A couple of days after each chemotherapy session, the cycle begins again. My hands (tops, palms, and fingers) and soles of my feet become swollen, tight, and dramatically red (sometimes even purple). It feels as though I placed these limbs over a scorching hot fire and waited. Walking becomes difficult and painful. Gripping anything is a task. And for as long as they are affected, daily routines are put on hold. My heels brushing the sheets in our bed even causes discomfort. Bending my knuckles, picking up anything, wearing shoes, and even washing my face is a painful chore. I must keep my hands and feet moisturized with a heavy cream and topical steroid 24/7. About two weeks later, the swelling, tightness, and redness eases and then blisters form. Which, in turn, leads to the skin coming off. Therefore, as gross as it is, I have been peeling skin off my hands for a while now. The other day, I made the mistake of removing a giant blister off my heel. With chemo brain fogging my thought process, I didn’t think about how it would feel to walk on raw skin. Needless to say, I soon found out. And I still walk with a slight limp in my step trying to avoid pressure on my sensitive and raw left heel.
Usually I can feel when the chemo has made its full course through my body and is near the end of its damaging rampage. Chemotherapy takes months to fully be out of your body, but the “hard part” wears off a little by the third week. Just in time to get another dose! Of course. So, today my tears aren’t as overwhelming, and my HFS has eased. The peeling continues, but the skin has already died, so it’s not painful to remove it from my hands. My nauseous feeling has dissipated and I can lead a fairly “normal” life four to seven days before my next treatment.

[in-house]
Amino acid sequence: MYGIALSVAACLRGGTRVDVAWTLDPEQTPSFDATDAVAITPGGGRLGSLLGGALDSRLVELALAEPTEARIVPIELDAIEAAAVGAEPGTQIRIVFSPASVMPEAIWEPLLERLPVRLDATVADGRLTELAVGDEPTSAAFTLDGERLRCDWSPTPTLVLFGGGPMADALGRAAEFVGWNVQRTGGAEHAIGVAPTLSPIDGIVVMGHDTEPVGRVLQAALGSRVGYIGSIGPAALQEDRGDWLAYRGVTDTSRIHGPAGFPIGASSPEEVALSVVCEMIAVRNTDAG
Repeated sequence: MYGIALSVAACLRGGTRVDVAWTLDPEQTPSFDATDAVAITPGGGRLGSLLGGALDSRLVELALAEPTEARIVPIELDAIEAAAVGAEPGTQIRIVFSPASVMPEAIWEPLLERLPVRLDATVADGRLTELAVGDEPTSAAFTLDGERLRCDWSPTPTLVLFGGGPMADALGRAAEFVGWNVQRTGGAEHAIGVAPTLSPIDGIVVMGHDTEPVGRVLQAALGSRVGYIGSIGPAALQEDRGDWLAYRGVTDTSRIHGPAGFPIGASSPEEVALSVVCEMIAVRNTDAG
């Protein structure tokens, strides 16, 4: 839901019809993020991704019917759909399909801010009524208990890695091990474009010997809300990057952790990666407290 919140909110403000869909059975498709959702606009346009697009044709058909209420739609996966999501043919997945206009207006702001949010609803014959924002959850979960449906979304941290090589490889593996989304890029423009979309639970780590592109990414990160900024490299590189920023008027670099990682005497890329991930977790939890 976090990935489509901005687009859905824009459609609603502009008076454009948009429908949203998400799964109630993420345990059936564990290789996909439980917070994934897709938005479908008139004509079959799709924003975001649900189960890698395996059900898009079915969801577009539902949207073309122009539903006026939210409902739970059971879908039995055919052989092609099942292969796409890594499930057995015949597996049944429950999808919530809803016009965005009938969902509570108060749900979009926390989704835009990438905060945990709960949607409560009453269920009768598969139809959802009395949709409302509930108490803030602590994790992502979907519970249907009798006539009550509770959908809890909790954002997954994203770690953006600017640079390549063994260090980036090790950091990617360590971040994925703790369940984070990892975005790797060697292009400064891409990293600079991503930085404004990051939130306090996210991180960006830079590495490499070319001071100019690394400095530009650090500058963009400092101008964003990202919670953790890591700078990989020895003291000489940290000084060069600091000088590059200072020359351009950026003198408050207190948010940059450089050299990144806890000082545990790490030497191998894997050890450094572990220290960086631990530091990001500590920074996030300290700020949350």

The sloughing off of my old skin is similar to the birth of a new day and a new future. My old skin cells are being wiped away, and my new cells are forming. My old body is being pushed aside, and my future is being born. No more cancer. No more pain. Only a healthy new day. A healthy new life. Sometimes God won’t bring new into your life, until you remove the old crap. He won’t place new on top of old either, and therefore the old must be wiped away completely. My skin was the old crap. And through this journey, I am becoming more and more ready for what God wants to bless me with in the future. I commit to believing in favor. I believe that I will be healed. As it says in Colossians, I am removing my old garment and awaiting my new wardrobe. I am throwing away my sick body, in preparations for my healthy one. Yet, I must be in this storm to fully be refined. Believe me, I wish we didn’t have to suffer trials and tribulations to get to the good stuff. But through these trials, I am thankful for the refining work He is doing in me and through me. Today is a new day. I choose to move forward in power. So, be gone old skin… I’ve got better things coming!
Isaiah 61:1-7 (The Message)
“The Spirit of God, The Master, is on me because God anointed me. He sent me to preach good news to the poor, heal the heartbroken, announce freedom to all captives, pardon all prisoners. God sent me to announce the year of his grace—a celebration of God’s destruction of our enemies—and to comfort all who mourn, to care for the needs of all who mourn in Zion, give them bouquets of roses instead of ashes, messages of joy instead of news of doom, a praising heart instead of a languid spirit. Rename them “Oaks of Righteousness” planted by God to display his glory. They’ll rebuild the old ruins, raise a new city out of the wreckage. They’ll start over on the ruined cities, take the rubble left behind and make it new. You’ll hire outsiders to herd your flocks and foreigners to work your fields. But you’ll have the title “Priests of God,” honored as ministers of our God. You’ll feast on the bounty of nations, you’ll bask in their glory. Because you got a double dose of trouble and more than your share of contempt, your inheritance in the land will be doubled and your joy go on forever.”